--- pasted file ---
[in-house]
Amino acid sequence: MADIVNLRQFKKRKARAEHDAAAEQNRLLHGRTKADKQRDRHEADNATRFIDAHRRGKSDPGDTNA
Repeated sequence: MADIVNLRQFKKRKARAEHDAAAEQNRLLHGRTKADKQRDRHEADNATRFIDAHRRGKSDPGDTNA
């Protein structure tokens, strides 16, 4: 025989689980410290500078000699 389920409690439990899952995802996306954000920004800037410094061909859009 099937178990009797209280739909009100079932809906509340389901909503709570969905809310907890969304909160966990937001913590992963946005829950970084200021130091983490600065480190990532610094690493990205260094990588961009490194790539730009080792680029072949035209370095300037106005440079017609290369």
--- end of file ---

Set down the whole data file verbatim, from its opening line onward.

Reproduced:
[in-house]
Amino acid sequence: MADIVNLRQFKKRKARAEHDAAAEQNRLLHGRTKADKQRDRHEADNATRFIDAHRRGKSDPGDTNA
Repeated sequence: MADIVNLRQFKKRKARAEHDAAAEQNRLLHGRTKADKQRDRHEADNATRFIDAHRRGKSDPGDTNA
């Protein structure tokens, strides 16, 4: 025989689980410290500078000699 389920409690439990899952995802996306954000920004800037410094061909859009 099937178990009797209280739909009100079932809906509340389901909503709570969905809310907890969304909160966990937001913590992963946005829950970084200021130091983490600065480190990532610094690493990205260094990588961009490194790539730009080792680029072949035209370095300037106005440079017609290369």